Rulemakers in outgoing administrations usually end their tenures with a bang, not a whimper. President Barack Obama's appointees at the CMS are no exception.
Over the objections of most healthcare provider trade groups, the agency last week proposed expanding its mandatory bundled-payment program to include heart attacks and coronary artery surgery in 98 markets. It also extended the purview of the orthopedic joint replacement bundles, just getting started in 67 markets, to include hip and femur fractures.
As Modern Healthcare's Elizabeth Whitman notes in her cover story, this expansion will force hospitals in these markets to focus greater attention on post-acute care, where there is substantial variation in quality. It's also an arena plagued by overutilization, underutilization and fraud.
Bundled payments will force hospital administrators to take those problems seriously. In essence, it puts them in charge of rooting them out.
The agency last week also released its first hospital star ratings, whose methodology has come under criticism from major hospital groups. The American Hospital Association complained the composite scoring of 64 quality variables, already reported on the Hospital Compare website, unfairly penalized teaching hospitals and those serving the poor.
Yet the average 2.88 star rating for safety net hospitals was only marginally lower than the average of 3.09 stars for non-safety net hospitals. What should be of greater concern to the AHA and everyone engaged in improving the quality of America's healthcare system was the scant 102 of 4,599 hospitals nationwide that earned five stars.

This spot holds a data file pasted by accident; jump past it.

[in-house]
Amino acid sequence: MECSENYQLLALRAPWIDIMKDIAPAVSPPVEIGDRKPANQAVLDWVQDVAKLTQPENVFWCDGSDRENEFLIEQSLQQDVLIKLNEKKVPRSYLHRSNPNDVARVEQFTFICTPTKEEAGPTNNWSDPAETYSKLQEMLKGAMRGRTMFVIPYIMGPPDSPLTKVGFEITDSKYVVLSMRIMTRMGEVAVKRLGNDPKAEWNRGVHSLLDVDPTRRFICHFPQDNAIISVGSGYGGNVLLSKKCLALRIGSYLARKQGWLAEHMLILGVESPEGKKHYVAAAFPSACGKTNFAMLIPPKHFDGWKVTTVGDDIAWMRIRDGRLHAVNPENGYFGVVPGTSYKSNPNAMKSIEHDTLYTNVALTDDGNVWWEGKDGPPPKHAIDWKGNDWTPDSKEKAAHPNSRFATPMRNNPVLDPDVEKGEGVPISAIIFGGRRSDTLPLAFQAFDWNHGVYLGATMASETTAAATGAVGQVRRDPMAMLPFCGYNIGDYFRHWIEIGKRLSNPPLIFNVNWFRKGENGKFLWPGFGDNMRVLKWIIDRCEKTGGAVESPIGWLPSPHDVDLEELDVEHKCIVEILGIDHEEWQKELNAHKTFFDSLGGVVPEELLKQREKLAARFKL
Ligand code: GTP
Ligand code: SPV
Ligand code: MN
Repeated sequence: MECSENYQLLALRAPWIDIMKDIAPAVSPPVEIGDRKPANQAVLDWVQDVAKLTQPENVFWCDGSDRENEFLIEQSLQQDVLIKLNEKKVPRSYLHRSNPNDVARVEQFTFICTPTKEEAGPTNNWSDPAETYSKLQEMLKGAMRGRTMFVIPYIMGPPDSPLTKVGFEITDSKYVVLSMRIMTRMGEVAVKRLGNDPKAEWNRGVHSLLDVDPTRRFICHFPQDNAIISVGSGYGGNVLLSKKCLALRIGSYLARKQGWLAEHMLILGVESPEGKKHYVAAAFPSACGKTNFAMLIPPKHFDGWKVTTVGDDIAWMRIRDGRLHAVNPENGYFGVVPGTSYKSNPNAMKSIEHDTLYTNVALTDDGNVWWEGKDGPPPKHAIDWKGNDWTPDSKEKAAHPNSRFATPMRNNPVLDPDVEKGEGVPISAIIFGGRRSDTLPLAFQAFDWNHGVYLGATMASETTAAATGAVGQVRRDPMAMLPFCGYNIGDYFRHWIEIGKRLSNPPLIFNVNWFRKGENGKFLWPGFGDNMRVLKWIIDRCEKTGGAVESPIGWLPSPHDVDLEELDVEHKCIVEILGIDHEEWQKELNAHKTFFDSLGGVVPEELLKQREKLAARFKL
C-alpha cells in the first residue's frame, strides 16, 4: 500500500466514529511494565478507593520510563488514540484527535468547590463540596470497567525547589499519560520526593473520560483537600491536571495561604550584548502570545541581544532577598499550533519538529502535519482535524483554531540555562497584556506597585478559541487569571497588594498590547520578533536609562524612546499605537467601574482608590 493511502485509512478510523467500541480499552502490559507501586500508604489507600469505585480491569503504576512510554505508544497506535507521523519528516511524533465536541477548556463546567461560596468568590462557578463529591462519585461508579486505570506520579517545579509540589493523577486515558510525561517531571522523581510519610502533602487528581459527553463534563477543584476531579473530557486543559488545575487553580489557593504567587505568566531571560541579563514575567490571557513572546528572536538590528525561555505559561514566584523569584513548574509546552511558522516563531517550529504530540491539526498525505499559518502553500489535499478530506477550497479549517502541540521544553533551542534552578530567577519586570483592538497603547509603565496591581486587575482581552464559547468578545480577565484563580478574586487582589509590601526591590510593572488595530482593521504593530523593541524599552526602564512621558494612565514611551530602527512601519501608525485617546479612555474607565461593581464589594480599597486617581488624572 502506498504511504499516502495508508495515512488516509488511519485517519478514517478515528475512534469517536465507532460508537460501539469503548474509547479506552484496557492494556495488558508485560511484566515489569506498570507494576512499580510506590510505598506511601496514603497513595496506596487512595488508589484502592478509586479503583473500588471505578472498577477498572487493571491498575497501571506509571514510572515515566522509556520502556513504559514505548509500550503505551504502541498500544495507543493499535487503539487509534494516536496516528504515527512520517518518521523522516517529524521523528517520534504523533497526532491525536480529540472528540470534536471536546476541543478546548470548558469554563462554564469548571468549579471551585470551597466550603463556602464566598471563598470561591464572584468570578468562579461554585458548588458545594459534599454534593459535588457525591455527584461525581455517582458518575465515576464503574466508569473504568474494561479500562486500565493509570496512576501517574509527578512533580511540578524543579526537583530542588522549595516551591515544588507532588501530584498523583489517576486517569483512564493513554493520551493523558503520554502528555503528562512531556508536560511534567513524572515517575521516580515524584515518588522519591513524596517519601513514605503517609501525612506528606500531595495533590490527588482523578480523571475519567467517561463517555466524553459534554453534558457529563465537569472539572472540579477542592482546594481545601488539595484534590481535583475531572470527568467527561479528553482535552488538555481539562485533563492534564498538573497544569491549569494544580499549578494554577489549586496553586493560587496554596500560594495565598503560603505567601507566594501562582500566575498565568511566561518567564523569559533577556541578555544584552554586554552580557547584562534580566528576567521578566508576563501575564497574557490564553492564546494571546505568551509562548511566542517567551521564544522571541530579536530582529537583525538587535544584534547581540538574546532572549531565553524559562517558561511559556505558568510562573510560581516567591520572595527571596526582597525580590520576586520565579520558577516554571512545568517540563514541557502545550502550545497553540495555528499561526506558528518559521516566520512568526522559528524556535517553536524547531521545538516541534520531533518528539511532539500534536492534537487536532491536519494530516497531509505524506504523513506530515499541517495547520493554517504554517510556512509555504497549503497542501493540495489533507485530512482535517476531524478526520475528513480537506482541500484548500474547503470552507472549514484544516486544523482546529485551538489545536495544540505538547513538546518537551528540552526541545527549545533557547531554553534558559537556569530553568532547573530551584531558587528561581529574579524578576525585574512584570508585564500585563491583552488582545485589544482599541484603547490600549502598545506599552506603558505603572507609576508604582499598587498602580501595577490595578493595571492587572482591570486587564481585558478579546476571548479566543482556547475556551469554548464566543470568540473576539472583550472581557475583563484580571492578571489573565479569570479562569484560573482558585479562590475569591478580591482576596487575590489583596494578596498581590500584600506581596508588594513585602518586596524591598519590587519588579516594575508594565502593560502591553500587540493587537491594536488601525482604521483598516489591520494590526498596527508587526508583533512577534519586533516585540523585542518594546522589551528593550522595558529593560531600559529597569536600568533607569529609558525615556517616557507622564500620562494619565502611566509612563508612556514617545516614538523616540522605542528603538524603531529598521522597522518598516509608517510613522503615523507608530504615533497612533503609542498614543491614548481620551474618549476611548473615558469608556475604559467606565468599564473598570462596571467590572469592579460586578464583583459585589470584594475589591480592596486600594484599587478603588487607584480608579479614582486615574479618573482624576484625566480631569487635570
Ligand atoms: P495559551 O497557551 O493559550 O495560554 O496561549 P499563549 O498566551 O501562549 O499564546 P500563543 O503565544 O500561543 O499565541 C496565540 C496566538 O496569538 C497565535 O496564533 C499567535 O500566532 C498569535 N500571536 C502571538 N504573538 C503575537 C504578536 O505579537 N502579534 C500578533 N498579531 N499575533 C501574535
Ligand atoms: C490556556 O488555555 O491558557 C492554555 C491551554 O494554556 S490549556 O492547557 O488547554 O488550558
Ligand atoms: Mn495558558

Is this too much too soon? No doubt the administrative burden on hospitals whose internal accounting systems are still firmly rooted in fee-for-service medicine is growing sharply.
In addition to the expansion of mandatory bundled payments, hundreds of hospitals are also involved in the CMS' voluntary bundled-payment and accountable care organization programs. Just as burdensome are the growing number of value-based payment arrangements between private insurers and providers.
But let's not lose sight of the larger goal. Payers, led by the government sector, which is already about half of all payments, are moving inexorably toward putting providers at risk for excessive cost growth. Moving to mandatory bundled payments in key service lines will force providers to develop the accounting systems they need. Indeed, true cost-accounting in healthcare is long overdue.
It also will give hospitals and systems incentives to expand their care coordination infrastructure. Experts at the AHA Leadership Summit in San Diego last month claimed post-acute care accounted for one-fifth to one-third of total costs of any episode of care. The ACOs that made money under the CMS' Pioneer program did so by reducing those costs by 20% on average—by far the largest source of savings.
Yet there is a two- to three-fold difference in post-acute care use in different areas of the country with no noticeable impact on outcomes. Mandatory bundles will encourage hospitals and systems to make better use of this key component of care.
For years, the CMS was criticized for initiating payment reform demonstration projects that never led to systematic change. Now that it is pushing mandatory changes, it is getting attacked for overreach.
If healthcare leaders' commitment to value-based payment is real, why wait? As the movement to adopt quality indicators proved, the gap between good and poor performers narrowed considerably once the data on performance went public. Benchmarking against your peers is a powerful motivator. We can expect the same on bundled payments, because providers' bottom lines are at stake.
And as for the star ratings for hospitals, they will no doubt become a frequently used tool in the coming era of consumer-driven medicine that will inspire the laggards to figure out how to become a four- or five-star hospital.